justice,' or is ‘inconsistent with the rudimentary
demands of fair procedure.'” United States v.
Mikalajunas, 186 F.3d 490, 495-96 (4th Cir. 1999)
(internal citations omitted).
pro se movant is entitled to have his arguments
reviewed with appropriate consideration, see Gordon v.
Leeke, 574 F.2d 1147, 1151-53 (4th Cir.
1978), cert. denied, 439 U.S. 970 (1978), if the
§ 2255 motion, along with the files and records of the
case, conclusively shows that he is entitled to no relief, a
hearing on the motion is unnecessary and the claims raised in
the motion may be dismissed summarily. 28 U.S.C. § 2255.
Government contends that neither the initial petition nor the
supplement is timely filed, but that position relies on
rejecting the merits of the Petitioner's arguments. In
essence, the petition and the supplement fail because neither
Johnson nor Mathis provide an avenue for
relief in a § 2255 proceeding.
improper application of the career offender guideline is not
a fundamental defect cognizable in a § 2255 proceeding.
United States v. Foote, 784 F.3d 931, 940 (4th Cir.
2015). Moreover, the void for vagueness doctrine does not
apply to the sentencing guidelines. Beckles v. United
States, 137 S.Ct. 886, 892 (2017). It is not entirely
clear what Mr. Holt is arguing with reference to the 15-year
limitation. The applicable time period in the guidelines for
a prior conviction is one that was “imposed within
fifteen years of the defendant's commencement of the
instant offense, ” or “that resulted in the
defendant being incarcerated during any part of such
fifteen-year period.” U.S.S.G. § 4A1.2(e). It does
not matter when the prior offense was committed. His state
court conviction for conspiracy to distribute heroin and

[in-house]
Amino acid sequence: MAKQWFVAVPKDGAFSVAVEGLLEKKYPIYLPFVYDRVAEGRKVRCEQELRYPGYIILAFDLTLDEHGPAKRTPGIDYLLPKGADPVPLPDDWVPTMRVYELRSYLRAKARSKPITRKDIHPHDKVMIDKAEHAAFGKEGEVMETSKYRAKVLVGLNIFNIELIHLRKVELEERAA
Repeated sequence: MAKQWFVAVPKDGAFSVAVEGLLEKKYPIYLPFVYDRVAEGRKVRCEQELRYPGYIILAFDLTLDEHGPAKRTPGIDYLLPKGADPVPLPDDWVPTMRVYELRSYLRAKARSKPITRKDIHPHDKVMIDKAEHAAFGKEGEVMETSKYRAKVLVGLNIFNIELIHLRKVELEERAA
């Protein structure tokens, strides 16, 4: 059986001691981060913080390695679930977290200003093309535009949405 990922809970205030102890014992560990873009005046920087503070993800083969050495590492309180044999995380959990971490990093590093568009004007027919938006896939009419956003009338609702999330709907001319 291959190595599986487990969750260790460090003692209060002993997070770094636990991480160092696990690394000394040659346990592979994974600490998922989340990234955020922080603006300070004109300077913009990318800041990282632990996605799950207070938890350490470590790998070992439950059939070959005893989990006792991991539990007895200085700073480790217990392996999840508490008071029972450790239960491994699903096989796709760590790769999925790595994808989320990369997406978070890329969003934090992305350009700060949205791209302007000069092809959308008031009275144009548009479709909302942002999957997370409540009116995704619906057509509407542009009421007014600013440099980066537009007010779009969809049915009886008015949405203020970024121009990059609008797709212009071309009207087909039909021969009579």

cocaine resulted in imprisonment until November 29, 2000. The
offense of conviction in this case involved conduct beginning
in October 2012, less than 15 years later. Thus, regardless
of when Mr. Holt was sentenced, or resentenced, the
conviction would be scored.
supplement to the petition argues that § 5-602 of the
Maryland Code does not provide a qualifying conviction. Very
recently, in United States v. Johnson, 945 F.3d 174,
2019 WL 6884510, at *5-7 (4th Cir. Dec. 18, 2019), the United
States Court of Appeals for the Fourth Circuit held that a
Maryland conviction for possession of a controlled substance
with intent to distribute constitutes a “controlled
substance offense” under the Sentencing Guidelines. On
the other hand, it may be that conspiracy convictions without
an overt act requirement do not qualify. United States v.
Norman, 935 F.3d 232, 239 (4th Cir. 2019); United
States v. Whitley, 737 Fed.Appx. 147, 149 (4th Cir.
2018). Nevertheless, the issue continues to be an improper
application of the career-offender guidelines, an issue not
cognizable in a § 2255 proceeding. Foote, 784
F.3d at 940.
to Rule 11(a) of the Rules Governing Proceedings under 28
U.S.C. § 2255, the court is also required to issue or
deny a certificate of appealability when it enters a final
order adverse to the applicant. A certificate of
appealability is a “jurisdictional prerequisite”
to an appeal from the court's earlier order. United
States v. Hadden, 475 F.3d 652, 659 (4th Cir. 2007). A
certificate of appealability may issue “only if the
applicant has made a substantial showing of the denial of a
constitutional right.” 28 U.S.C. § 2253(c)(2).
Where the court denies a petitioner's motion on its
merits, a petitioner satisfies this standard by demonstrating
that reasonable jurists would find the court's assessment
of the claim debatable or wrong. Slack v. McDaniel,
529 U.S. 473, 484 ...